ZFS, which (sort of) stands for Zettabyte File System and was originally developed by Sun, is a huge step forward from traditional file systems. It protects all files with 64-bit checksums to detect and fix data corruption and, as a 128-bit file system, can handle many orders of magnitude more space than current versions of Microsoft Windows, OS X, or Linux. (There is a movement afoot to port ZFS to Linux but it's complicated by restrictions in the GNU General Public License.)
One of the biggest changes ZFS offers is what's known as a pooled storage model. What that means is that physical drives become even more removed from logical volumes, and getting more free space simply means plugging in more drives. The file system takes care of the rest for you.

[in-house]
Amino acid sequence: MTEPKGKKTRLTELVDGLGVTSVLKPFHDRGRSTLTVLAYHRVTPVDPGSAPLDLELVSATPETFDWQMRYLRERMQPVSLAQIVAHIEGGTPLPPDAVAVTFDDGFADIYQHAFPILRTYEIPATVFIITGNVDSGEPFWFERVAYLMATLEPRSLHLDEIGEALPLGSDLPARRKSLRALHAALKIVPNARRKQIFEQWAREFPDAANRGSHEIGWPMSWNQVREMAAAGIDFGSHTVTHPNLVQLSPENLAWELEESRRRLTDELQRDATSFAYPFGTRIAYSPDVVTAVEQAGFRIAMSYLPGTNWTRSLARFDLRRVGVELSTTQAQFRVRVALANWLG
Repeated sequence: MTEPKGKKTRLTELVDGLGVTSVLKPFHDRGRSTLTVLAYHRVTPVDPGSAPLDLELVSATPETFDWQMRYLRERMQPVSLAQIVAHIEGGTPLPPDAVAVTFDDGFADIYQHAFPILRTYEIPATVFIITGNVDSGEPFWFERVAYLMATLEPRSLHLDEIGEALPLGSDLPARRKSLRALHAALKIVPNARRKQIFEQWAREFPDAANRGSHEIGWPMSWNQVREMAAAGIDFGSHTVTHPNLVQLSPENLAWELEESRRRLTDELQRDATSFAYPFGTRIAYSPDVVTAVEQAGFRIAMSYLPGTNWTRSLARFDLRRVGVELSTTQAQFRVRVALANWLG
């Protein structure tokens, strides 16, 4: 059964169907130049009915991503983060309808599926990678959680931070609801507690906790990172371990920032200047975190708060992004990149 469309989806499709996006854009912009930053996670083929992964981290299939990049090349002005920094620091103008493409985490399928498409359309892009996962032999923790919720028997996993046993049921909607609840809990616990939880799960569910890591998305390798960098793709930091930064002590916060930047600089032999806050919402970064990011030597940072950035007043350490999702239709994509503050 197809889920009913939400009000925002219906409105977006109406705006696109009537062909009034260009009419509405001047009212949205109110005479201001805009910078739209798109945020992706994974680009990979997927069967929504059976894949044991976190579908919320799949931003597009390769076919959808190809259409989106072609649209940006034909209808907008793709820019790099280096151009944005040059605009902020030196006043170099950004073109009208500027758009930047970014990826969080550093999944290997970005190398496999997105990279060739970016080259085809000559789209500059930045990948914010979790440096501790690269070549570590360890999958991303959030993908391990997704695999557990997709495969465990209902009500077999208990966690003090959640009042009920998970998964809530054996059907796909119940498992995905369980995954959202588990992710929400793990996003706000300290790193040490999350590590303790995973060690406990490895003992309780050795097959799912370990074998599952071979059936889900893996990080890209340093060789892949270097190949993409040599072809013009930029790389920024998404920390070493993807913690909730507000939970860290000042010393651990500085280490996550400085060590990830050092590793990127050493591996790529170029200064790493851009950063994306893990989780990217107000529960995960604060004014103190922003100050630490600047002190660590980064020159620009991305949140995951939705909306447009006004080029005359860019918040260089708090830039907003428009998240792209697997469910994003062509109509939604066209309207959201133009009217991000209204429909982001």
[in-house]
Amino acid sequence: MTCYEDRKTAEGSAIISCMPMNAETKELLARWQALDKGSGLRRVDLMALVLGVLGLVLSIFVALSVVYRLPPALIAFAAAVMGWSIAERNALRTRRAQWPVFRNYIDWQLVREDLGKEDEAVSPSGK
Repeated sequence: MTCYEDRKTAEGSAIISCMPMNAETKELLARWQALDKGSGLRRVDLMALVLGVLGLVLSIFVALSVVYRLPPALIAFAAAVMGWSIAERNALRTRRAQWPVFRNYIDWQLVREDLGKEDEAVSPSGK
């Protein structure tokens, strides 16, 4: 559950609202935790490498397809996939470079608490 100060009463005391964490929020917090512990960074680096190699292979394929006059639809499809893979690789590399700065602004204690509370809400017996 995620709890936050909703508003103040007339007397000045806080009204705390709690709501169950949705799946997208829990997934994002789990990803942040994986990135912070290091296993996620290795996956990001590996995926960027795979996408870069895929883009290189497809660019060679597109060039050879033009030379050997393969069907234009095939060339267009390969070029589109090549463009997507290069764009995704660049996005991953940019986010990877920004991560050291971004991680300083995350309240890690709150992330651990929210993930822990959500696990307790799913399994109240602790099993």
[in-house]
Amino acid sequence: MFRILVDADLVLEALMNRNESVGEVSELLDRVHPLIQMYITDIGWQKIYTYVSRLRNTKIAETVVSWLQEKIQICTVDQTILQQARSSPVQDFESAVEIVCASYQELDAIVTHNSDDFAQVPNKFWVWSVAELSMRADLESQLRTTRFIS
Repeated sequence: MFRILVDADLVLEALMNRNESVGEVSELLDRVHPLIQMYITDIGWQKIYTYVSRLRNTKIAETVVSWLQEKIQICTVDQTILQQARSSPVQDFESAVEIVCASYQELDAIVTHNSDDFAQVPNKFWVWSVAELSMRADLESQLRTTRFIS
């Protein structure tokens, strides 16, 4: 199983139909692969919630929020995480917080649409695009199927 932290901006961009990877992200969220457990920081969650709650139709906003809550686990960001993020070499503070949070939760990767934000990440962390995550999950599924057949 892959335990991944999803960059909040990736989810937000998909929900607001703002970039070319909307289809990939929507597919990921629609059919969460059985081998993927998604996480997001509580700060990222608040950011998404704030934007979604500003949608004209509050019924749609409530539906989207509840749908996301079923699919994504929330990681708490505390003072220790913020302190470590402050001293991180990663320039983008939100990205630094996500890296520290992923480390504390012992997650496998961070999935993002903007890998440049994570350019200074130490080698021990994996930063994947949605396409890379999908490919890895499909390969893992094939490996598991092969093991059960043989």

ZFS also offers snapshots of the state of a file system at a particular time, handles RAID-type backups automatically, and offers optional compression. Here are 10 reasons to reformat your hard drives with ZFS.
Perhaps the best thing about ZFS, though, is that its 128-bit limit should last for quite a while. One post calculated that fully using that much storage (2^128 = 340,282,366,920,938,463,463,374,607,431,768,211,456 bits) would require more energy than it would take to boil Earth's oceans.